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On this page: Mallia Gens – Mallius Theodorus – Maluginensis – Malus – Mamaea



but this is probably an oratorical exaggeration, as the scholiast suggests. (Cic. Verr. i. 15, 36 ; Pseudo-Ascon. ad II. cc.)

MALLIA GENS, plebeian. This name is frequently confounded with that of Manlius; and in almost every passage where Mallius occurs some authorities read Manlius. It appears, however, from ancient inscriptions and the best manuscripts, that Mallius is the correct reading in certain cases; and we can easily understand how this name, which was one of no celebrity, should be altered into the well-known one of Manlius. The only person in this gens who obtained any of the higher offices of the state was Cn. Mallius Maximus, who was consul b. c. 105. [maximus.]

C. MA'LLIUS, one of Catiline's conspirators, was stationed by the chief at Faesulae in Etruria, where he was commissioned to collect an army and prepare all military stores. He had served under Sulla as a centurion, and possessed great military experience and reputation. In the battle against Cicero's colleague, Antonius, in which Catiline fell, Mallius commanded the right wing, and was killed in the conflict. (Sail. Cat. 24, 27—30, 32, 33, 36, 59, 60 ; Cic. in Cat. i. 3, 9, 12, ii. 6, 9 ; Dion Cass. xxxvii. 30.)


MALUGINENSIS, a celebrated patrician fa­mily of the Cornelia gens in the early ages of the republic. It disappears from history even before the time of the Samnite wars. This family seems to have been originally the same as that of Cossus, since we find at first both surnames united. [See No. l.J Afterwards, however, the Cossi and Ma-luginenses became two separate families. [Cossus.J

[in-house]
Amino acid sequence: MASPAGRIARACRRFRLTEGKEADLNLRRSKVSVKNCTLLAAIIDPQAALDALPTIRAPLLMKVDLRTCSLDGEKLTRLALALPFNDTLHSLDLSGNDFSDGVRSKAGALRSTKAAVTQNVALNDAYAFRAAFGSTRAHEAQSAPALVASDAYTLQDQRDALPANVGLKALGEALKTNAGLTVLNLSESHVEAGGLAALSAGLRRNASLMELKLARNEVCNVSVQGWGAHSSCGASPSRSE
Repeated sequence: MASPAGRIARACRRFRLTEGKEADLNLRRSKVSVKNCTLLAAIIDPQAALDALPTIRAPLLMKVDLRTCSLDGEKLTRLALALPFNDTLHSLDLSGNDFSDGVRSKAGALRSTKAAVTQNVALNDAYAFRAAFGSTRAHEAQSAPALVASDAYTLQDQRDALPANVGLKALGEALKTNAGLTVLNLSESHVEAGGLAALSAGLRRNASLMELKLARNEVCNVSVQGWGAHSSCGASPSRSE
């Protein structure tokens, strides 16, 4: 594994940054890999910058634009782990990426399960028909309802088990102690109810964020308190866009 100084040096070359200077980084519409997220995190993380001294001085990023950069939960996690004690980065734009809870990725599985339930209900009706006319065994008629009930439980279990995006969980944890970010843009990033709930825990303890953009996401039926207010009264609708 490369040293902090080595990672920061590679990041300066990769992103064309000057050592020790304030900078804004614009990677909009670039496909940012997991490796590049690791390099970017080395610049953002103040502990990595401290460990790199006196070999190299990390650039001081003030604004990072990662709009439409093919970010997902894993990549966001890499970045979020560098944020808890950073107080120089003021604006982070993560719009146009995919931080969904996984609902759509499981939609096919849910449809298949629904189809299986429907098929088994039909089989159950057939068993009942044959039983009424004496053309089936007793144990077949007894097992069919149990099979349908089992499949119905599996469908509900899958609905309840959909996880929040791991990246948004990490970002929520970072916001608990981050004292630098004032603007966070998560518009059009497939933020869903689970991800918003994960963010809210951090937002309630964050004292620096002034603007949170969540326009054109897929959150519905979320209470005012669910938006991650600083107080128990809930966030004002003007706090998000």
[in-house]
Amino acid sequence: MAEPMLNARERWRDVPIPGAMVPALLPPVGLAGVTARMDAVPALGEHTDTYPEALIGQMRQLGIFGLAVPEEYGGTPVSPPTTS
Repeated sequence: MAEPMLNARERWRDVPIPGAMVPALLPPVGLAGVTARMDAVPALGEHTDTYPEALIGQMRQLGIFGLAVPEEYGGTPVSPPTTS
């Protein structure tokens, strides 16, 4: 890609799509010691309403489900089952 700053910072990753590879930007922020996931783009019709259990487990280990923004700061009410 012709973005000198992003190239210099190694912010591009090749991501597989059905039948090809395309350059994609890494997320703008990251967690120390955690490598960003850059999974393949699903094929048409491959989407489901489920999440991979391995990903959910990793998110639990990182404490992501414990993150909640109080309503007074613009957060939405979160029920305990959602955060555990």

1. ser. cornelius P. p. Cossus malugi­nensis, consul b. c. 485 with Q. Fabius Vibulanus, in which year Sp. Cassius was condemned. Ma-luginenses carried on war against the Veientes with success. (Liv. ii. 41; Dionys. viii. 77, 82.)

2. L. cornelius ser. f. P. n. maluginensis, consul b. c. 459 with Q. Fabius Vibulanus, The consuls of this year carried on war against the Volsci and the Aequi with great glory and success. According to some accounts Maluginensis took Antium, and we learn from the triumphal Fasti that he obtained a triumph for his victory over the Antiates. (Liv. iii. 22—24 ; Dionys. x. 20, 21 ; Diod. xi. 86.) He is mentioned as one of the defenders in the senate of the second decemvirate in b. c. 449, because his brother Marcus was one of the number (Liv. iii. 40 ; Dionys. xi. 15) ; but if we can rely upon the Fasti, in which Marcus is called L. f. ser. n., we must understand frater and a5cA</)oy to mean first cousin, and not brother.

3. M. cornelius L. f. ser. n. maluginen­sis, a member of the second decemvirate. [See No. 2.] (Liv. iii. 35, 40, 41 ; Dionys. x. 58, xi. 15, 23.)

. 4. M. cornelius M. f. maluginensis, consul b. c. 436 with L. Papirius Crassus. (Liv. iv. 21 ; Diod. xii. 46.)

5. P. cornelius M. f. M. n. maluginensis, one of the consular tribunes, b.c. 404. (Liv. iv. tfl; Diod. xiv. 19.)

; 6. P. cornelius P. f. M. n. maluginensis, consular tribune in B. c. 397 (Liv. v. 16 ; Diod. xiv. 85), and rnagister equitum to the dictator M. Furius Camillus in b. c. 396. At least the Fasti Capitolini name Maluginensis as the magister equi­tum in this year ; but Livy. (v. 19) and Plutarch